Category Archives: Upper School

Flourishing in these Challenging Times, Vol. 6

Four More Weeks!

By Director of Wellbeing and Learning, Sue Easton

We all heard the announcement this week from Premier Doug Ford, that Ontario schools would not reopen for the rest of the 2019-20 school year. Though it wasn’t a total surprise, it definitely evoked many emotions in the adults and children of our Ridley community.

Some felt elated at the opportunity to spend more time with family, to continue exploring interests and passions, sleep more and have more choice and flexibility in planning each day.

Some felt neutral. They have developed a daily routine—including school or work, time with family, communicating with friends, exercising, and doing things that interest them—and are comfortable with the continuation of this schedule for the next four weeks.

Some felt distressed at the thought of four more weeks within the same four walls, with few opportunities to see friends or participate in the activities that they love.

Many of us will fluctuate between these different feelings in a day, a week, or throughout the next few weeks. Each of these feelings is normal, and part of being human. In past blog posts, I have shared many research-based strategies  and practices to use on a regular basis to support us when our feelings or emotions seem stuck in the negative: focusing on relationships, using our strengths, understanding our feelings to help us navigate them, sleeping well, moving more, and eating healthy.

But what about the moments when our anger, sadness or fear seem to overwhelm us?

Research into somatopsychic (relating to the effects of the body on the mind) actions suggests that movements like the following can be helpful during these moments:

  1. Square breathing: Picture a square in your mind. As you “draw” across the top, take a breath in to the count of four. As you “draw” down the side, hold the breath to the count of four. As you “draw” up, breathe out to the count of four. As you close the square, hold the breath to the count of four. Repeat at least three times, or as long as needed. Discover other breathing exercises for kids.
  2. Yoga Poses: Practice these poses with your child regularly for improved wellbeing, and so that when they are feeling overwhelmed, they know just the right movement to make them feel better.
  3. Exercise: Physical activity has been proven to reduce stress and fatigue, and to improve alertness and well-being. Thirty minutes a day, done together or in smaller time intervals, have been found to be effective. Determine what physical exercise you or your kids enjoy and take action daily. This will support daily well-being, and provide an outlet for overwhelming negative emotions.

Please remember, all emotions are normal. During this challenging time, it is important that we allow children to sit with their feelings, to notice, name and determine how to navigate them. If we see them getting stuck in negativity, however, hopefully at least one of the strategies shared here will help them move forward.

REMINDER: Hanna Kidd and I hope to see you Tuesday, May 26th at 8a.m. or 2p.m. EST—wherever you are in the world—for our Tuesday Tips chat on ZOOM! Next week’s topic will be Savouring Daily Joys.

Link to join: https://zoom.us/j/169769784

Password: 098733

Flourishing in These Challenging Times, Vol. 5

Keep Moving!

By Director of Wellbeing and Learning, Sue Easton

“If you eat, sleep and move well today, you will have more energy tomorrow. You will treat your friends and family better. You will achieve more at work [or school] and give more to your community.”  — Tom Rath, from Eat Move Sleep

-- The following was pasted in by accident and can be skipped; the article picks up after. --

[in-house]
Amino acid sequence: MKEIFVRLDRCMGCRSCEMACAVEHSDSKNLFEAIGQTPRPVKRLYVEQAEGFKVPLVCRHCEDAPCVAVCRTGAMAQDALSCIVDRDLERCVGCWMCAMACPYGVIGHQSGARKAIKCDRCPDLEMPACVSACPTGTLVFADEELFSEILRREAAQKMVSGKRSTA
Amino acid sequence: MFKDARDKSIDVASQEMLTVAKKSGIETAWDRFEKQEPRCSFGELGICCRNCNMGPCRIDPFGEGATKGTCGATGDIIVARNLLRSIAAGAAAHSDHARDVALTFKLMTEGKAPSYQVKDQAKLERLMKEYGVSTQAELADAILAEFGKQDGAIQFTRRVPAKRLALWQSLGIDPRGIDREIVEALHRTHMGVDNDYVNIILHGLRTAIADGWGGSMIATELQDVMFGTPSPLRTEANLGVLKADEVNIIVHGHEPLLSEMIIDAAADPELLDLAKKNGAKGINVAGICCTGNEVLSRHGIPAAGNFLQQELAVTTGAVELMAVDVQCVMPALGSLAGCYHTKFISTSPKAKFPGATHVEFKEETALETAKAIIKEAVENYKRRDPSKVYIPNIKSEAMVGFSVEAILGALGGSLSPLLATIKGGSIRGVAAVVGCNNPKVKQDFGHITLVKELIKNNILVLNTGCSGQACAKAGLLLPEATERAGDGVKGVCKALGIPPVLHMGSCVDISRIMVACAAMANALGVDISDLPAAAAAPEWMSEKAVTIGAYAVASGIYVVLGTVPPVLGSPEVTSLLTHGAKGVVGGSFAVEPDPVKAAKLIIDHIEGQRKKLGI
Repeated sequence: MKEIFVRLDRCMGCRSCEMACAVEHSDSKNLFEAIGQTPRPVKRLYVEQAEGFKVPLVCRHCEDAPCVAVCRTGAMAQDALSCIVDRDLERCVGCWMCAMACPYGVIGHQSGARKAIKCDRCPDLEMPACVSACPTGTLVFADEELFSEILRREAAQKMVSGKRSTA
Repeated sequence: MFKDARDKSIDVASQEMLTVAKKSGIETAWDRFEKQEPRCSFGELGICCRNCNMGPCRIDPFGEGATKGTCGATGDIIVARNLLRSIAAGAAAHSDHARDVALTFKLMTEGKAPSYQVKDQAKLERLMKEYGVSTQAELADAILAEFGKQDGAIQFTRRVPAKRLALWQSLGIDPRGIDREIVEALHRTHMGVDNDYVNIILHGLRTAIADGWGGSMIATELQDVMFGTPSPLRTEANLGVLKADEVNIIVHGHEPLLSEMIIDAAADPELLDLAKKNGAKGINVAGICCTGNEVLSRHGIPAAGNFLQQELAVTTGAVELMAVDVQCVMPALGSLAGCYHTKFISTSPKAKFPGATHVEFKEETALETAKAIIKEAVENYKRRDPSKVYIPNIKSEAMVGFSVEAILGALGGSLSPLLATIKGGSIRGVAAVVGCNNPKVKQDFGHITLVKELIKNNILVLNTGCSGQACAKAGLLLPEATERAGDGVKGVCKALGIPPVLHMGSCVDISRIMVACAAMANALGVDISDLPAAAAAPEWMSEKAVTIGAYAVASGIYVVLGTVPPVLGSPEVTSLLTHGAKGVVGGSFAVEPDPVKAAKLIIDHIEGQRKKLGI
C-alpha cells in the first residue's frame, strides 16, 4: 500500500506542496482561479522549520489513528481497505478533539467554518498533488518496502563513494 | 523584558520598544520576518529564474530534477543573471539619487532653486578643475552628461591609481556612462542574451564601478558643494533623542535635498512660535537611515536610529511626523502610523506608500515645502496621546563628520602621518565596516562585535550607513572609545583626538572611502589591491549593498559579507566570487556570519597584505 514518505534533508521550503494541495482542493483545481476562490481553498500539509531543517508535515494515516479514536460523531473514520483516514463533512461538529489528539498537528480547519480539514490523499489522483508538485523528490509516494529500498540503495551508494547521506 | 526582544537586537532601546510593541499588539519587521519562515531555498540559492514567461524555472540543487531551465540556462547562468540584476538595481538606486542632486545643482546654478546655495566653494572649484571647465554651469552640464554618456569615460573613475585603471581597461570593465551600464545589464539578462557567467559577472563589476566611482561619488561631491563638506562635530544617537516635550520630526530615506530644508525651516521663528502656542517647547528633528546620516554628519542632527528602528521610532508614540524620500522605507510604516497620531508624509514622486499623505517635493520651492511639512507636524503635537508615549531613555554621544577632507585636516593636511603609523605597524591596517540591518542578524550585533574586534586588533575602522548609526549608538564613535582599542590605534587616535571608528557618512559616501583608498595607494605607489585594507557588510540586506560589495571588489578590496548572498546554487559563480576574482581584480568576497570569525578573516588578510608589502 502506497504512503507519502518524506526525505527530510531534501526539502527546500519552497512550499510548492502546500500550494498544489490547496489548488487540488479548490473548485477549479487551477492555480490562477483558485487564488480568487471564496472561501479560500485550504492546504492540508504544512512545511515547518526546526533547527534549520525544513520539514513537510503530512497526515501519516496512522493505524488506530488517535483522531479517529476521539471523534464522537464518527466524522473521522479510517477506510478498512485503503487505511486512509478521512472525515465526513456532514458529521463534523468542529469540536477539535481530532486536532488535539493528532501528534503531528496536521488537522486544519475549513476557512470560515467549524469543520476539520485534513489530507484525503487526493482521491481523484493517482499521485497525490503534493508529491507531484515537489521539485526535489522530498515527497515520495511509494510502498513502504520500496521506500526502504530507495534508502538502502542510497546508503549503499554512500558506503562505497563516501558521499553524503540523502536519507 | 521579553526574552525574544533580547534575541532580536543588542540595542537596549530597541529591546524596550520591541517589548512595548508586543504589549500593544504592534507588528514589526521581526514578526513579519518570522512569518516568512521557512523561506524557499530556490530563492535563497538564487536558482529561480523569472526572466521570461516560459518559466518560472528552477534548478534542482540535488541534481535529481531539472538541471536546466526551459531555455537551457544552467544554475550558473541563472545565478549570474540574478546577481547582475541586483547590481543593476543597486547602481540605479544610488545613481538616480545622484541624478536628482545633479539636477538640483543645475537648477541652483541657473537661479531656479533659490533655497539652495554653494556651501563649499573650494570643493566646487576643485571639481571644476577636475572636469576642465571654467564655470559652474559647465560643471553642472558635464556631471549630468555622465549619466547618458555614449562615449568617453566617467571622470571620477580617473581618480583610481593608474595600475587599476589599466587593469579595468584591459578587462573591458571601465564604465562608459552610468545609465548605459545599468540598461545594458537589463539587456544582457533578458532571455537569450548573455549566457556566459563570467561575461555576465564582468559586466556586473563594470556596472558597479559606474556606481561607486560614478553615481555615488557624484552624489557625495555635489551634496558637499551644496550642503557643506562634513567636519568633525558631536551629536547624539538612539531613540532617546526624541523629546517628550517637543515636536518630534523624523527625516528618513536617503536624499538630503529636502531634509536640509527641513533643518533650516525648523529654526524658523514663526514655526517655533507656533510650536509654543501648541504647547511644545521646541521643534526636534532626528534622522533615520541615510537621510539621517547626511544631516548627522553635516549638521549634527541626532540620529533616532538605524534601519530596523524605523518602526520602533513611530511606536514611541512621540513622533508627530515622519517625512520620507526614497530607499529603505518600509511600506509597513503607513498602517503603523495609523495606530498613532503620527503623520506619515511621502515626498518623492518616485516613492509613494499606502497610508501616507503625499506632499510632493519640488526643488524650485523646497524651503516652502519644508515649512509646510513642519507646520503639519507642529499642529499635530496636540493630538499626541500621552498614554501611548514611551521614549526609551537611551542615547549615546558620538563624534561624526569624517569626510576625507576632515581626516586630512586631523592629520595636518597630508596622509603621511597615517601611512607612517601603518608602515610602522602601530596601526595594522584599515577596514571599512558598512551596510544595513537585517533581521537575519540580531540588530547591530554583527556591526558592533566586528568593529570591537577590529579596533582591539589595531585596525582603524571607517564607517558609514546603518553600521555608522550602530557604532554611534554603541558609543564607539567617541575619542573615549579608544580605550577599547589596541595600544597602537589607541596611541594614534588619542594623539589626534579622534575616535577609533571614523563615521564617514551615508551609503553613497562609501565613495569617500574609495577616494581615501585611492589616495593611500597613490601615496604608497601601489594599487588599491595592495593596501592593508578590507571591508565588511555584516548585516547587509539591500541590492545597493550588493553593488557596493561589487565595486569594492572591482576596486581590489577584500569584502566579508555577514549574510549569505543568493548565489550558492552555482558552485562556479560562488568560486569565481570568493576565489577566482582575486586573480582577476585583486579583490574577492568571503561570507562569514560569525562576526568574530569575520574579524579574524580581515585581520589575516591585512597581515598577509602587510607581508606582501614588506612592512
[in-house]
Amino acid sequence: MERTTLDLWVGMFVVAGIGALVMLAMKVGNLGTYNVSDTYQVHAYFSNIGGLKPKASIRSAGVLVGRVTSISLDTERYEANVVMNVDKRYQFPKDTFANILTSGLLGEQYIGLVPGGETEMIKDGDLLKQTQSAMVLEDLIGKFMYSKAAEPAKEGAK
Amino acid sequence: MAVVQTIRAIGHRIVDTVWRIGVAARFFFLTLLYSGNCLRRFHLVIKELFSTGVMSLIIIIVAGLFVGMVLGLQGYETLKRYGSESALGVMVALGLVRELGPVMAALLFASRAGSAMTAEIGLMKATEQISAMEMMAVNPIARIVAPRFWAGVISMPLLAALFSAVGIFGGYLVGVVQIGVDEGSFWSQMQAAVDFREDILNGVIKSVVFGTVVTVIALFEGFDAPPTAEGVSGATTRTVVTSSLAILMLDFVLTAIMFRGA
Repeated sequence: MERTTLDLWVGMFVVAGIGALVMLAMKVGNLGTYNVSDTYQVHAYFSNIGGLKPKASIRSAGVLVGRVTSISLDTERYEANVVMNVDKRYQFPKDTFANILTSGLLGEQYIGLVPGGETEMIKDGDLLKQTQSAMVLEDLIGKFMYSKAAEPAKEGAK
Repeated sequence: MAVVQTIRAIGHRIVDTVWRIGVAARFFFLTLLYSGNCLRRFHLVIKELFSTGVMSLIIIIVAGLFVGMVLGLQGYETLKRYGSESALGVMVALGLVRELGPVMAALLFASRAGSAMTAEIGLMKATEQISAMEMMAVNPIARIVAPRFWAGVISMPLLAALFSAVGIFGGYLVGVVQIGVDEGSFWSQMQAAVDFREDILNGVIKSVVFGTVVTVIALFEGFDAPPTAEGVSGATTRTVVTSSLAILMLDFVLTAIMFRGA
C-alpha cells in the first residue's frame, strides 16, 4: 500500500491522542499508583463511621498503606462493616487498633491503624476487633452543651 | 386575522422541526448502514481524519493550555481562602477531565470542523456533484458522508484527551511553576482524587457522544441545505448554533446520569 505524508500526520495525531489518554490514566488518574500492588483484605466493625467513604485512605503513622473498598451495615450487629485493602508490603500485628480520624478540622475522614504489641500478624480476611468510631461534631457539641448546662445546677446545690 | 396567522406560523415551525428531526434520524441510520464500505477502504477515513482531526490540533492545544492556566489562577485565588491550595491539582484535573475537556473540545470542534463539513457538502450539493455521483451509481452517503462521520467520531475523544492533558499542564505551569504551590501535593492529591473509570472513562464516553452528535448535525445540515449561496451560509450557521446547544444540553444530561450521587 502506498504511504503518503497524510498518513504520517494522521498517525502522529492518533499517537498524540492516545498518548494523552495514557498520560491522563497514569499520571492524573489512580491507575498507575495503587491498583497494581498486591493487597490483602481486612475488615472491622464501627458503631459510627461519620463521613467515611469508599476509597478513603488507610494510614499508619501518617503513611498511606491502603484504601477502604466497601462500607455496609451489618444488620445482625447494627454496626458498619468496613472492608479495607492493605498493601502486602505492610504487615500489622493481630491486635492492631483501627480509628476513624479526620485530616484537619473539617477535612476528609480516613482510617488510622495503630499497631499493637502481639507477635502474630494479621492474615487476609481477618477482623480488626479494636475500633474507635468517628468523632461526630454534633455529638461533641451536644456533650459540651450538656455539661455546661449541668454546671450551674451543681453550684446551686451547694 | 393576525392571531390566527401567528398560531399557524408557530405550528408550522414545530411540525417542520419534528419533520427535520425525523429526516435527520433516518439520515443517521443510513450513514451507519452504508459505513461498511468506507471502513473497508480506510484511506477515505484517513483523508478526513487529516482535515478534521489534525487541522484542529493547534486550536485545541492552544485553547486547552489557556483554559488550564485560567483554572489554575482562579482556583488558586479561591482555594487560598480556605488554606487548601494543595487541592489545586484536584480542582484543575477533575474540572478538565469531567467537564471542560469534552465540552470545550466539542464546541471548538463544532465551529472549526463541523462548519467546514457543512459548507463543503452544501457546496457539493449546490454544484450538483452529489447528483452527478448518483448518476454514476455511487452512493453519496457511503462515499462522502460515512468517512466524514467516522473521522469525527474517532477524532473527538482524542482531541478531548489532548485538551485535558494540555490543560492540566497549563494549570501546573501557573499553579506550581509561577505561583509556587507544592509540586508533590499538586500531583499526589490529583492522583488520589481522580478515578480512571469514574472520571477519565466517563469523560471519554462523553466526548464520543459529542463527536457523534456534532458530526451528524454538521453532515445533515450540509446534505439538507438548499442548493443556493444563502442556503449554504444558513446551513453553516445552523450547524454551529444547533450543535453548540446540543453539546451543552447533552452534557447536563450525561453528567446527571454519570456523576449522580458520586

This powerful advice is even more important today than when it was written—and more challenging when much of our day is spent inside, sitting and often in front of a screen.

So, what can you do?

  1. Ensure you and your child(ren) spend time each day outside, preferably in nature. There is a strong connection between time spent in nature and a reduction in negative emotions. Need some ideas? Here are 31 classic outdoor games for you and your family to play.
  2. Be sure each member of your household gets up and moves at least once per hour. It’s a great opportunity to get a glass of water (another important aspect of well-being!), check in with others (remember, relationships are important!), and reduce the risk of many long term health concerns. Here are some simple stretches to try during your day.
  3. Speak with your child(ren) about screen time. Its forms are definitely not all created equal. We’re now using screens in so many different ways: to communicate, create, work, and explore. It’s still important to have a balance of screen and unplugged time. Keep in mind, however, given how important relationships are for well-being, screen time spent communicating with others needs to be considered. Talk to your child(ren) to better understand how they’re using their screens, and determine together a reasonable amount of daily screen time.

And please remember, parents, eating, sleeping and moving is not just for children. Look after yourselves, too!

REMINDER: Hanna Kidd and I hope to see you Tuesday, May 12th at 8a.m. or 2p.m. EST—wherever you are in the world—for our Tuesday Tips chat on ZOOM! Next week’s topic will be Cultivating Optimism.

Link to join: https://zoom.us/j/169769784

Password: 098733


Additional Resources

“The Pandemic Gave Me My Teenage Daughter Back” — by Katrina Onstad, for Chatelaine magazine

Tuesday Tips: Time Management (April 14th)

Tuesday Tips: Coping Skills (April 21st)

Family Guild Meeting: Tips for Parents (April 16th)

Flourishing in These Challenging Times, Vol. 4

Focus on Your Strengths

By Director of Wellbeing and Learning, Sue Easton

“Life is amazing. And then it’s awful. And then it’s amazing again. And in between the amazing and the awful, it’s ordinary and mundane and routine. Breathe in the amazing, hold on through the awful, and relax and exhale during the ordinary. That’s just living heartbreaking, soul-healing, amazing, awful, ordinary life. And it’s breathtakingly beautiful.” — L.R. Knost